Writing is an extremely physical activity—something that never occurred to me when I started out. Forty-one years ago, we didn’t have computers; we were lucky to have electric typewriters. Mine was a little, blue Smith Corona portable. I couldn’t afford an IBM Self-Correcting Selectric, which I coveted for years. I remember the feel of my fingers on the keys, tripping all over themselves; the sound of the bell that indicated the end of a line; and shoving the carriage so hard I thought one day it would fall off. Most of all, I remember sitting for hours on end.
I took great pride in being able to sit for up to twelve hours at a time, refusing to abandon my post until I finished whatever I was writing. By the time I did finish, I was in a pretzel knot from hunching over the typewriter, but I refused to give in. It was an endurance contest I always won, though; for the life of me, I don’t remember how I did it or why it seemed so important.
Typewriters, of course, are now as obsolete as carbon paper, and the life of a writer supposedly has been made much easier by all of this fabulous technology. After all, we don’t have to white out, correct, retype, pick up all that discarded typewriter paper, or half the things we used to do. The life of a writer should be a breeze. Yet, strangely, I find my work much more tiring than I used to.
It’s a given that I’ve lived a few decades since those twelve-hour days and that my hands have lost some of their former dexterity. But those things don’t really explain the fatigue that is somehow different in nature from the “just plain pooped” I used to experience. Some of it is eye strain from staring endlessly at little type on a glaring screen; some of it is repetitive-motion pain because my hands and wrists seem to be doing the same things over and over again in a different way than when they hit typewriter keys; and some of it is the ergonomically incorrect height of my chair or my keyboard, how my back is or isn’t supported, and on and on. The bottom line is that writers ought to join a gym or hire a personal trainer just to stay in shape to do what we do for a living.
Actually, I’m serious. Exercise is absolutely essential for those of who spend so much of our time on our derrieres, hunched over a keyboard, totally focused on stringing words across a computer screen. Why? Because it develops stamina, strength, and flexibility; clears the mind, calms the soul, and relieves stress; jump starts the creative process; releases endorphins; and brings balance to a highly cerebral vocation. It also feels good—for some of us, while we’re doing it; for others, when we stop doing it. In any case, regular physical exercise should be mandatory.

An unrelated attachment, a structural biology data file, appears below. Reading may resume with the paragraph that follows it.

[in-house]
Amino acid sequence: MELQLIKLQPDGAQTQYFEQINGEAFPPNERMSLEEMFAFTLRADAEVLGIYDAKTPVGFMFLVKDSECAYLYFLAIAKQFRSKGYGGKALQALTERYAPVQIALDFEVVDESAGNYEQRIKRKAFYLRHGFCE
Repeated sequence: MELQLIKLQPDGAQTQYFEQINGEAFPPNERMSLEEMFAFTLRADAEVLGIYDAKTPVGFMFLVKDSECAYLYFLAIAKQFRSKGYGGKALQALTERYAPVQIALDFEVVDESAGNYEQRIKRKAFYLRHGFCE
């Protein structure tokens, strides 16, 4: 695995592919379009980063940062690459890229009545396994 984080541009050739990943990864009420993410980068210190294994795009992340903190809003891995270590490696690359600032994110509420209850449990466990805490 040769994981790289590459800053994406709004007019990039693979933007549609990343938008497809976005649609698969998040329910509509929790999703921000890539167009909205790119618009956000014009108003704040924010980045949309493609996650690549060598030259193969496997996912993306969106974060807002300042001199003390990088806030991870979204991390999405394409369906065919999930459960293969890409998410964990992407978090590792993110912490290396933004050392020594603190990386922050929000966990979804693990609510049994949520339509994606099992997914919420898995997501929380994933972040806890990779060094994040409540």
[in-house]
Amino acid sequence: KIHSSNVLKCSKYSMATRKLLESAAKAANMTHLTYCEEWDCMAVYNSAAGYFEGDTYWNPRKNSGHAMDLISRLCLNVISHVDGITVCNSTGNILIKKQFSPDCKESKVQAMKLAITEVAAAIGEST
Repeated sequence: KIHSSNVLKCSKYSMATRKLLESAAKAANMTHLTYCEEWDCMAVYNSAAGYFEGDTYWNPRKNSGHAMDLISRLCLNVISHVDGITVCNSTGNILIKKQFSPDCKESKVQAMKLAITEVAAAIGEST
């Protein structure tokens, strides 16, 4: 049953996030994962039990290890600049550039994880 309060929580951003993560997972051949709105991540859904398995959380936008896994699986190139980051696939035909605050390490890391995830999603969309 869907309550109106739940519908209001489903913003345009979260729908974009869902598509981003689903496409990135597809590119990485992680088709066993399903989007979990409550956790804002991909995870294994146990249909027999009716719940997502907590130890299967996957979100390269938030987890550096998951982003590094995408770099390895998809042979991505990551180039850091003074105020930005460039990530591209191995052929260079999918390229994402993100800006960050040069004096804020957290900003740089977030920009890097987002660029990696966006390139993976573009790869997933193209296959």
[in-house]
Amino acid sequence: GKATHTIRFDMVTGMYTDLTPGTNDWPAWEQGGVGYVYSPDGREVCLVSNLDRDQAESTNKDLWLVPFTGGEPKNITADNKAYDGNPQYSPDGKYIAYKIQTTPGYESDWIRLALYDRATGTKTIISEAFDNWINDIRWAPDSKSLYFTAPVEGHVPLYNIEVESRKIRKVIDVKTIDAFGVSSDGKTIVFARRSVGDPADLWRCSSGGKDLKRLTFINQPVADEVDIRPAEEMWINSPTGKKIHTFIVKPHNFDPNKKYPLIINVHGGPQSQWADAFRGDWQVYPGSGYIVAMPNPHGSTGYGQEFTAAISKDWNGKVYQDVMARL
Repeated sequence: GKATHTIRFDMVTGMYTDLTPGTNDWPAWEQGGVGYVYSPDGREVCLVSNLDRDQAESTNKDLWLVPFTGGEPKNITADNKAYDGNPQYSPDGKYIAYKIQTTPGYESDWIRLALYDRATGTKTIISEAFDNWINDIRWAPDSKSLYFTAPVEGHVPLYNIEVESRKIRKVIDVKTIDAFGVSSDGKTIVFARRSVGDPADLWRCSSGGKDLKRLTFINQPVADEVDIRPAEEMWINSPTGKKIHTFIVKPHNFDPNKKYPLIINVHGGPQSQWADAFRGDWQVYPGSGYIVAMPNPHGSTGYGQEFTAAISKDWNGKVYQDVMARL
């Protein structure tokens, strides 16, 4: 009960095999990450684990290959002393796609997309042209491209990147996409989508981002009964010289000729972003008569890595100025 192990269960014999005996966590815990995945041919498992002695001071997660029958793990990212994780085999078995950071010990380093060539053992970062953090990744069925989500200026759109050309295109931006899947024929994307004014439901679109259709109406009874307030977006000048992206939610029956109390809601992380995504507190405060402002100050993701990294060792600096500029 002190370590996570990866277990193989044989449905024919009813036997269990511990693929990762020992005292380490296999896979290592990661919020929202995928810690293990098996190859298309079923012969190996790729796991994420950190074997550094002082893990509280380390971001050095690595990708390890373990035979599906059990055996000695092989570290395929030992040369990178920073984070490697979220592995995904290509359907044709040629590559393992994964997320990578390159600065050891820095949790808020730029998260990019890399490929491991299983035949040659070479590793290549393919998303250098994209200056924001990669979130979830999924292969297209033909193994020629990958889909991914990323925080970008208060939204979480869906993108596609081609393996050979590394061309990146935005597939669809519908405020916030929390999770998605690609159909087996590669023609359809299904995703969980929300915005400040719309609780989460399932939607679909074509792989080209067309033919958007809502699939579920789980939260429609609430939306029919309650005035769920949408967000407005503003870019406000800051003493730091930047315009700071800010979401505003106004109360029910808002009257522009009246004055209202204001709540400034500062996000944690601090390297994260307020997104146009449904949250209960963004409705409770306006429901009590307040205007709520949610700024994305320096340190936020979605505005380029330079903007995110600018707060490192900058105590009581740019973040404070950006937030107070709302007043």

Stamina and endurance apply to our minds as well as our bodies. In the kind of work that requires high-functioning mental and creative processes, no writer can afford fog on the brain. And that is a real danger when you’re tired or stressed or have been working on the same thing for too many hours. How do you know when you are on mental overload and your brain has shut down? For one thing, there are physical clues. It may be a headache or the feeling that your head is swimming. Your eyes may refuse to focus or just close. You may begin to make more than your usual number of typing errors.
Equally important, yet more difficult to recognize, are the mental symptoms: your concentration begins to slip, and writing becomes more of a rockslide than a flowing stream (I know, for many people it is always a rock slide). You may lose your place or your enthusiasm. For me, the “knowing” comes when I realize that my writing has become mechanical. The minute I become aware of that, I stop, even if it’s in mid-sentence.
Physical exercise is a tune up for the mind as much as for the body. It is rejuvenating, refreshing, and relaxing, all at the same time. There are many other ways to give your brain a rest, including listening to music, getting a good dose of nature, drawing or painting, cleaning the house, walking the dog, meditating, doing yoga or stretching, taking a nap, or simply staring into space. For most of us, doing nothing is the hardest thing in the world; but often that’s all it takes to blow the fog away.
You need endurance and stamina to sit for hours, stay alert, and write well. It sounds prosaic, but the best advice is what you’ve heard a thousand times: eat a healthy diet, exercise regularly, get adequate sleep, and try to bring balance to your life. Your creativity and livelihood depend on it.
Bobbi Linkemer is a book coach, ghostwriter, editor, and the author of 16 books under her own name. She has been a professional writer for more than 40 years, a magazine editor, and a book-writing teacher. Her clients include Fortune 100 companies, entrepreneurs, and individuals who want to write books in order to enhance their credibility or build their businesses. Visit her Website at: www.WriteANonfictionBook.com.